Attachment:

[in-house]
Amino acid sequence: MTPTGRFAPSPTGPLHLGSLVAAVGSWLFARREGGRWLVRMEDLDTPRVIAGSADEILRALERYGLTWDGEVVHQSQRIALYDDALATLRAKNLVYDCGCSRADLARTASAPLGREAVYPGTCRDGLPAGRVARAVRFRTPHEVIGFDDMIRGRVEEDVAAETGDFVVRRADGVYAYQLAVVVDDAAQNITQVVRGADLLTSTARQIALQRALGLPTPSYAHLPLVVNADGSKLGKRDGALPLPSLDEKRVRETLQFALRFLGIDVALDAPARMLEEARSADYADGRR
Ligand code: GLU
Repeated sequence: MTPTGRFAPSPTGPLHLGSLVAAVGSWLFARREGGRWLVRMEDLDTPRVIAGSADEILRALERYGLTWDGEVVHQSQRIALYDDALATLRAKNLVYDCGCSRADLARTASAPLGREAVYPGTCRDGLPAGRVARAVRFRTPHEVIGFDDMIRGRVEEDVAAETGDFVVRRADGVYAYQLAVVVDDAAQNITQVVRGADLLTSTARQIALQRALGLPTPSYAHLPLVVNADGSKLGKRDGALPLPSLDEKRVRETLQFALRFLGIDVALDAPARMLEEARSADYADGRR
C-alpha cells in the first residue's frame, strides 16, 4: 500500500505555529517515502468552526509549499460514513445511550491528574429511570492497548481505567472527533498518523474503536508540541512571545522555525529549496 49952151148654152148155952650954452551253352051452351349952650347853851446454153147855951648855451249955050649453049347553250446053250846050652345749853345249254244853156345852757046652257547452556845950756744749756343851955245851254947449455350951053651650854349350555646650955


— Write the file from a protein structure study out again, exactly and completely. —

[in-house]
Amino acid sequence: MTPTGRFAPSPTGPLHLGSLVAAVGSWLFARREGGRWLVRMEDLDTPRVIAGSADEILRALERYGLTWDGEVVHQSQRIALYDDALATLRAKNLVYDCGCSRADLARTASAPLGREAVYPGTCRDGLPAGRVARAVRFRTPHEVIGFDDMIRGRVEEDVAAETGDFVVRRADGVYAYQLAVVVDDAAQNITQVVRGADLLTSTARQIALQRALGLPTPSYAHLPLVVNADGSKLGKRDGALPLPSLDEKRVRETLQFALRFLGIDVALDAPARMLEEARSADYADGRR
Ligand code: GLU
Repeated sequence: MTPTGRFAPSPTGPLHLGSLVAAVGSWLFARREGGRWLVRMEDLDTPRVIAGSADEILRALERYGLTWDGEVVHQSQRIALYDDALATLRAKNLVYDCGCSRADLARTASAPLGREAVYPGTCRDGLPAGRVARAVRFRTPHEVIGFDDMIRGRVEEDVAAETGDFVVRRADGVYAYQLAVVVDDAAQNITQVVRGADLLTSTARQIALQRALGLPTPSYAHLPLVVNADGSKLGKRDGALPLPSLDEKRVRETLQFALRFLGIDVALDAPARMLEEARSADYADGRR
C-alpha cells in the first residue's frame, strides 16, 4: 500500500505555529517515502468552526509549499460514513445511550491528574429511570492497548481505567472527533498518523474503536508540541512571545522555525529549496 49952151148654152148155952650954452551253352051452351349952650347853851446454153147855951648855451249955050649453049347553250446053250846050652345749853345249254244853156345852757046652257547452556845950756744749756343851955245851254947449455350951053651650854349350555646650955